As part of its total financial inclusion (TFI) and other programs to expand the reach of formal banking to cover the poor, central and state governments in India have been encouraging the issuance of debit cards along with bank accounts. It is also proposed to deliver many direct cash transfers like pensions and scholarships to beneficiaries through debit cards.
Taking access to credit one step forward, it has also been proposed to deliver cash through mobile phones in various mobile banking models under discussion. Accordingly, people can use their cell phones as a mobile personal ATM, from which they can easily transfer cash for various purchases.
While it is true that debit cards would enhance the ease of access to banking services, especially in urban areas, there is growing evidence from the research of behavioural economists that highlights attention on the cognitive biases thrown up by such easy access.
Behavioural economists have found that people, especially poor people, exhibit dynamically inconsistent preferences, wherein they attach a higher value to the present than any future time, "a preference for one that arrives sooner rather than later". Such hyperbolic discounting models of human behaviour show very high discount rates for the immediate against a very low one for distant time horizons.
The commonest manifestation of such time inconsistent preferences is the self-control problem. This relates to a variety of topics including procrastination, addiction, efforts at weight loss, sending children to school, deferring consumption, and saving for retirement. In this framework, extensive research done over the past decade on savings among the poor point to self-control problems that plague people's savings and consumption decisions. They have found that people succumb to the choice of spending on immediate needs and demands than saving for the future though they had originally planned to save for a future need (like child's education or building a house).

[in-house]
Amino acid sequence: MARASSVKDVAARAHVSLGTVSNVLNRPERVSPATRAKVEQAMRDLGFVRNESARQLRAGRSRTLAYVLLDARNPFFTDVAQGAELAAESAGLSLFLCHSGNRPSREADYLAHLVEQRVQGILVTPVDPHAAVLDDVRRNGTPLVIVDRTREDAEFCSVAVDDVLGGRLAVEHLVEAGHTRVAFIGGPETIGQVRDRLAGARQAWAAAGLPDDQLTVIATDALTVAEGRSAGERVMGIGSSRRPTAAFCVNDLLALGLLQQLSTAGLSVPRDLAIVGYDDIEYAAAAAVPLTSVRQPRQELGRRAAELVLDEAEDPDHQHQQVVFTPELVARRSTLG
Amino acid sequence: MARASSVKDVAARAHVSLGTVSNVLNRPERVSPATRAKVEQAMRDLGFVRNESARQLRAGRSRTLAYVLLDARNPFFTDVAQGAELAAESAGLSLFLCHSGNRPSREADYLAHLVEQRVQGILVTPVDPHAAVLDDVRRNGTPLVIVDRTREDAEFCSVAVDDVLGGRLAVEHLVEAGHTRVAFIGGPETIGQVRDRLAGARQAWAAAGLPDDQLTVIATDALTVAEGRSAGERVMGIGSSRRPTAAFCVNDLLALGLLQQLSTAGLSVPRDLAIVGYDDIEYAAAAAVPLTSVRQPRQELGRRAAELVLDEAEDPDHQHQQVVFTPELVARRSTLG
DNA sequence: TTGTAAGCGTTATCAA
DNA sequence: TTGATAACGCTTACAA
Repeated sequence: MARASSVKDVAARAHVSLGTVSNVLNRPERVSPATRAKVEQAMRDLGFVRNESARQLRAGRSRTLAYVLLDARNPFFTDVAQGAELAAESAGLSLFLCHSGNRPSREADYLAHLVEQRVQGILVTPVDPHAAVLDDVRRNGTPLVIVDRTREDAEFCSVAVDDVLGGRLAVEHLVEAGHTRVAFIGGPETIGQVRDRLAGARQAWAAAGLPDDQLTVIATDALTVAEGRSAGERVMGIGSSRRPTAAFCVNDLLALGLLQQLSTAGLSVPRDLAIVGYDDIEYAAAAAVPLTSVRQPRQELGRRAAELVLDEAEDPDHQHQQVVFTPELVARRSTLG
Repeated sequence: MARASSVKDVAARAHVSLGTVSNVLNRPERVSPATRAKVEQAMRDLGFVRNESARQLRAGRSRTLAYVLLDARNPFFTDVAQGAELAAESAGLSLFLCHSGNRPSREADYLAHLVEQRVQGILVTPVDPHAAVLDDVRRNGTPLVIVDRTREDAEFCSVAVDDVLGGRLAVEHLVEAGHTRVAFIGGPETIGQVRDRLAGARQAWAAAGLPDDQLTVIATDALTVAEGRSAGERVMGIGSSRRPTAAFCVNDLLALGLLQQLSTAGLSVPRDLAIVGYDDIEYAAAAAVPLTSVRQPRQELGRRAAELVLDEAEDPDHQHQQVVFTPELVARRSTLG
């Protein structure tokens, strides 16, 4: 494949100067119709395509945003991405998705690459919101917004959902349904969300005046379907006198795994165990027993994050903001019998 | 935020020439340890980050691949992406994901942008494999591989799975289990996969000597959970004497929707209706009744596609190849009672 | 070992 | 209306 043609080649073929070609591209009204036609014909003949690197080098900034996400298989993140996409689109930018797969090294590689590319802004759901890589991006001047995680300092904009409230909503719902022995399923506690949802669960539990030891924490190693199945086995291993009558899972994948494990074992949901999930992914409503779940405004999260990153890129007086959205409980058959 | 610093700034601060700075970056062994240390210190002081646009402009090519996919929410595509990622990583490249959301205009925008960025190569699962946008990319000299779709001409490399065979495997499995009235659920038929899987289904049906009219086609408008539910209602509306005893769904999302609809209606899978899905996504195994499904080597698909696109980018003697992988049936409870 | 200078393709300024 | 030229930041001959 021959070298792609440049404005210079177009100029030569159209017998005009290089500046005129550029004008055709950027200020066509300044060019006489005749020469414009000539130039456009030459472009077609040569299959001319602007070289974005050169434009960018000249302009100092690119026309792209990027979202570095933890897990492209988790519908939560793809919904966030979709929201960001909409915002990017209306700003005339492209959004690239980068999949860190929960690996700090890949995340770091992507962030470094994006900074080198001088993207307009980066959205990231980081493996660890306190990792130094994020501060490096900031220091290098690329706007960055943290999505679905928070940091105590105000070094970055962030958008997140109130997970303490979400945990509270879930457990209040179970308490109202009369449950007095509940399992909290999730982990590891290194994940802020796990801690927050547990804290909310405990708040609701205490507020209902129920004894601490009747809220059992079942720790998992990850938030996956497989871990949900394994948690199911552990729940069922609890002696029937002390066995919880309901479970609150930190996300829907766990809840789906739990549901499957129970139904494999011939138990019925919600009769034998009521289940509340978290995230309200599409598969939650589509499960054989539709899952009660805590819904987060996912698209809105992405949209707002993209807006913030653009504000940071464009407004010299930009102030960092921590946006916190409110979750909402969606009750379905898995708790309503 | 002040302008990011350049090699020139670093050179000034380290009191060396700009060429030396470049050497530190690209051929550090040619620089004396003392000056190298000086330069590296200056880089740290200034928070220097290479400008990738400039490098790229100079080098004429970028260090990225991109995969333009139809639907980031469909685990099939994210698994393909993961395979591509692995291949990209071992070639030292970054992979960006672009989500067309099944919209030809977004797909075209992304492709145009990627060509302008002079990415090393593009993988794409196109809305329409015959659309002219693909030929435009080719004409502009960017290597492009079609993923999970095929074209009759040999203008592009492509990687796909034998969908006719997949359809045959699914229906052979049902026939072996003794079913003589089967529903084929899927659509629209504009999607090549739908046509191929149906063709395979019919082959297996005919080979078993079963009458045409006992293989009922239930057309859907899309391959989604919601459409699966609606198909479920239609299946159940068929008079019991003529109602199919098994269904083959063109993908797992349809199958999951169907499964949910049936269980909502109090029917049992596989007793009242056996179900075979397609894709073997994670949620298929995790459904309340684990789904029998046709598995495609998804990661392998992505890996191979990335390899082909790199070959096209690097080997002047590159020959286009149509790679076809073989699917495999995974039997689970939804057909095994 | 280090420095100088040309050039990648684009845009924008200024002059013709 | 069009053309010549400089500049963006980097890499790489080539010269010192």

Accordingly, behavioural economists have advocated use of commitment savings products and default savings options that lock in savings and increase the cost of withdrawl so as to overcome the inconsistency in inter-temporal preferences. By the same argument, facilitating easy access to bank accounts works towards amplifying their preference for the immediate and against the future.
In the circumstances, access to banking services through a debit card (or mobile phone) enables people to withdraw their savings easily from the nearest ATM center, without having to physically visit and endure the formalities of withdrawing the money from a regular branch. In a scenario where customers have a simple no-frills account and easy access to ATM centers, the debit cards (and mobile phone banking) may end up exacerbating the self-control problem and encourage people to withdraw available money for immediate consumption than future needs. Ironically enough, the relative illiquidity of a savings bank account may be preferable to the liquidity of a debit card (or mobile phone account)!
In other words, technologies like debit cards and mobile phones come up against a trade-off problem. On the one hand, they enable easier access to formal credit mechanism. On the other, they also run the risk of feeding into people's self-control problems, which has the potential to lower their savings appetite while exacerbating their consumption urges. Therefore, while embracing such interventions that facilitate easier access to formal credit mechanisms, it is important to strike the appropriate balance.